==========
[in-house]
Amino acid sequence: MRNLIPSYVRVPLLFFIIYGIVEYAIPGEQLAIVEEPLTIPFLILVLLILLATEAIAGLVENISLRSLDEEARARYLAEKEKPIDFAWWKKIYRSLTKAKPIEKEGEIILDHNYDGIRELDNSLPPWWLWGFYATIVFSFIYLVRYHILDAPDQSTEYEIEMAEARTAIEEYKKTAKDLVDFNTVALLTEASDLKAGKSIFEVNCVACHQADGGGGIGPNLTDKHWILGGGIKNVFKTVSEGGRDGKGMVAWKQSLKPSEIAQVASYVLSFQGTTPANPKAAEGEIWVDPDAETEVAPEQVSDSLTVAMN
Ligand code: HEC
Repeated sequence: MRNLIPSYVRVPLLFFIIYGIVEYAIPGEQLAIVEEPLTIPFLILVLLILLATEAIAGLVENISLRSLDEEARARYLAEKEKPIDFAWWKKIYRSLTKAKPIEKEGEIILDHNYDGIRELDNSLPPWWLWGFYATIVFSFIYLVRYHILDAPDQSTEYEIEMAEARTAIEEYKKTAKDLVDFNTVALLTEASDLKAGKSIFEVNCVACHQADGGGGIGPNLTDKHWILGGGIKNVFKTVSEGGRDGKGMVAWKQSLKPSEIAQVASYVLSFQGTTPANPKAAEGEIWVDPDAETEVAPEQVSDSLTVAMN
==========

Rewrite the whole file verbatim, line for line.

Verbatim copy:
[in-house]
Amino acid sequence: MRNLIPSYVRVPLLFFIIYGIVEYAIPGEQLAIVEEPLTIPFLILVLLILLATEAIAGLVENISLRSLDEEARARYLAEKEKPIDFAWWKKIYRSLTKAKPIEKEGEIILDHNYDGIRELDNSLPPWWLWGFYATIVFSFIYLVRYHILDAPDQSTEYEIEMAEARTAIEEYKKTAKDLVDFNTVALLTEASDLKAGKSIFEVNCVACHQADGGGGIGPNLTDKHWILGGGIKNVFKTVSEGGRDGKGMVAWKQSLKPSEIAQVASYVLSFQGTTPANPKAAEGEIWVDPDAETEVAPEQVSDSLTVAMN
Ligand code: HEC
Repeated sequence: MRNLIPSYVRVPLLFFIIYGIVEYAIPGEQLAIVEEPLTIPFLILVLLILLATEAIAGLVENISLRSLDEEARARYLAEKEKPIDFAWWKKIYRSLTKAKPIEKEGEIILDHNYDGIRELDNSLPPWWLWGFYATIVFSFIYLVRYHILDAPDQSTEYEIEMAEARTAIEEYKKTAKDLVDFNTVALLTEASDLKAGKSIFEVNCVACHQADGGGGIGPNLTDKHWILGGGIKNVFKTVSEGGRDGKGMVAWKQSLKPSEIAQVASYVLSFQGTTPANPKAAEGEIWVDPDAETEVAPEQVSDSLTVAMN